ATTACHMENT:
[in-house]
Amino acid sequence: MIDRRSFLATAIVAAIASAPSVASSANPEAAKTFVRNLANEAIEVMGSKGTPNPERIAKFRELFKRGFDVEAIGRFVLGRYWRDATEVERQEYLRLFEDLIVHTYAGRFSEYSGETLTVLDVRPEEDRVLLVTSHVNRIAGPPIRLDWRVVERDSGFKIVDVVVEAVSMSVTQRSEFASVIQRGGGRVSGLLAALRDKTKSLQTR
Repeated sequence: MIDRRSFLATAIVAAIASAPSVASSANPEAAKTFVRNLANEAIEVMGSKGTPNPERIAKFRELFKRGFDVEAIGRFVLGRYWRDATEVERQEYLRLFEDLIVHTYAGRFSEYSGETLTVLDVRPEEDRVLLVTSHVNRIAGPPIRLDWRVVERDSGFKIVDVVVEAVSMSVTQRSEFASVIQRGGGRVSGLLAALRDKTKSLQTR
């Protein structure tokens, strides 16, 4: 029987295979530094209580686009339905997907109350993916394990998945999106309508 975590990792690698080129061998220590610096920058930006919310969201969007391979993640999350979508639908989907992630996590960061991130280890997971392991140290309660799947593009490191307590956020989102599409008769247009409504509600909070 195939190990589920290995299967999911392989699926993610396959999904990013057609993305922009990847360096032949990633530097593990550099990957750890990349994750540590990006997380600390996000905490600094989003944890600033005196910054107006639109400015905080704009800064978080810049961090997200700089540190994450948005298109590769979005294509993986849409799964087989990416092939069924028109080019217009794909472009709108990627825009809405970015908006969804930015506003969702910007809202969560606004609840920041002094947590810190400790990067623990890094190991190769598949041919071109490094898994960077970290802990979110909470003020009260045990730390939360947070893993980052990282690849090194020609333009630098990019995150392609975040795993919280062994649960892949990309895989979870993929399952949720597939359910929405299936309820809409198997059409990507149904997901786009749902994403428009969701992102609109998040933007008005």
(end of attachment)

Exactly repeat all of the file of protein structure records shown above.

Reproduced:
[in-house]
Amino acid sequence: MIDRRSFLATAIVAAIASAPSVASSANPEAAKTFVRNLANEAIEVMGSKGTPNPERIAKFRELFKRGFDVEAIGRFVLGRYWRDATEVERQEYLRLFEDLIVHTYAGRFSEYSGETLTVLDVRPEEDRVLLVTSHVNRIAGPPIRLDWRVVERDSGFKIVDVVVEAVSMSVTQRSEFASVIQRGGGRVSGLLAALRDKTKSLQTR
Repeated sequence: MIDRRSFLATAIVAAIASAPSVASSANPEAAKTFVRNLANEAIEVMGSKGTPNPERIAKFRELFKRGFDVEAIGRFVLGRYWRDATEVERQEYLRLFEDLIVHTYAGRFSEYSGETLTVLDVRPEEDRVLLVTSHVNRIAGPPIRLDWRVVERDSGFKIVDVVVEAVSMSVTQRSEFASVIQRGGGRVSGLLAALRDKTKSLQTR
């Protein structure tokens, strides 16, 4: 029987295979530094209580686009339905997907109350993916394990998945999106309508 975590990792690698080129061998220590610096920058930006919310969201969007391979993640999350979508639908989907992630996590960061991130280890997971392991140290309660799947593009490191307590956020989102599409008769247009409504509600909070 195939190990589920290995299967999911392989699926993610396959999904990013057609993305922009990847360096032949990633530097593990550099990957750890990349994750540590990006997380600390996000905490600094989003944890600033005196910054107006639109400015905080704009800064978080810049961090997200700089540190994450948005298109590769979005294509993986849409799964087989990416092939069924028109080019217009794909472009709108990627825009809405970015908006969804930015506003969702910007809202969560606004609840920041002094947590810190400790990067623990890094190991190769598949041919071109490094898994960077970290802990979110909470003020009260045990730390939360947070893993980052990282690849090194020609333009630098990019995150392609975040795993919280062994649960892949990309895989979870993929399952949720597939359910929405299936309820809409198997059409990507149904997901786009749902994403428009969701992102609109998040933007008005």